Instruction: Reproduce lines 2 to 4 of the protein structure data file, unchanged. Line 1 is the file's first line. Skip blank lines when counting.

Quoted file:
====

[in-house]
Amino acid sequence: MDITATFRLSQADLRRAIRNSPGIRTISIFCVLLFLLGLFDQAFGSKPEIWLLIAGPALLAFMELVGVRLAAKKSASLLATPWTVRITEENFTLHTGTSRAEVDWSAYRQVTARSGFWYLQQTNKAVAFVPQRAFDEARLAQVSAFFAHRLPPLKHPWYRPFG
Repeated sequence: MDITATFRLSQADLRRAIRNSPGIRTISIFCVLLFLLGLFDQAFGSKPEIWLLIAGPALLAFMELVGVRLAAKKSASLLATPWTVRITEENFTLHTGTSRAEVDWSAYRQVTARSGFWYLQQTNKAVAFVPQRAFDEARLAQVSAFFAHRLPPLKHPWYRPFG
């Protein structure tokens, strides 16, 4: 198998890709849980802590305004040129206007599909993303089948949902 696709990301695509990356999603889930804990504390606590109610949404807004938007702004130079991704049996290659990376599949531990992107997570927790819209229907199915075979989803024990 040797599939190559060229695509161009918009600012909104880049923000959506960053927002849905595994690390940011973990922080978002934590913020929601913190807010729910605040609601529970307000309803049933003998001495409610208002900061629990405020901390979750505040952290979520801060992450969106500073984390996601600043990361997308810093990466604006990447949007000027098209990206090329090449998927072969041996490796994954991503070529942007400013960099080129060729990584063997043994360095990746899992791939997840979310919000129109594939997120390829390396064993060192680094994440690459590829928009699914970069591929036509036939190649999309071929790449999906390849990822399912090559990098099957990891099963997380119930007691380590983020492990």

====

Amino acid sequence: MDITATFRLSQADLRRAIRNSPGIRTISIFCVLLFLLGLFDQAFGSKPEIWLLIAGPALLAFMELVGVRLAAKKSASLLATPWTVRITEENFTLHTGTSRAEVDWSAYRQVTARSGFWYLQQTNKAVAFVPQRAFDEARLAQVSAFFAHRLPPLKHPWYRPFG
Repeated sequence: MDITATFRLSQADLRRAIRNSPGIRTISIFCVLLFLLGLFDQAFGSKPEIWLLIAGPALLAFMELVGVRLAAKKSASLLATPWTVRITEENFTLHTGTSRAEVDWSAYRQVTARSGFWYLQQTNKAVAFVPQRAFDEARLAQVSAFFAHRLPPLKHPWYRPFG
């Protein structure tokens, strides 16, 4: 198998890709849980802590305004040129206007599909993303089948949902 696709990301695509990356999603889930804990504390606590109610949404807004938007702004130079991704049996290659990376599949531990992107997570927790819209229907199915075979989803024990 040797599939190559060229695509161009918009600012909104880049923000959506960053927002849905595994690390940011973990922080978002934590913020929601913190807010729910605040609601529970307000309803049933003998001495409610208002900061629990405020901390979750505040952290979520801060992450969106500073984390996601600043990361997308810093990466604006990447949007000027098209990206090329090449998927072969041996490796994954991503070529942007400013960099080129060729990584063997043994360095990746899992791939997840979310919000129109594939997120390829390396064993060192680094994440690459590829928009699914970069591929036509036939190649999309071929790449999906390849990822399912090559990098099957990891099963997380119930007691380590983020492990």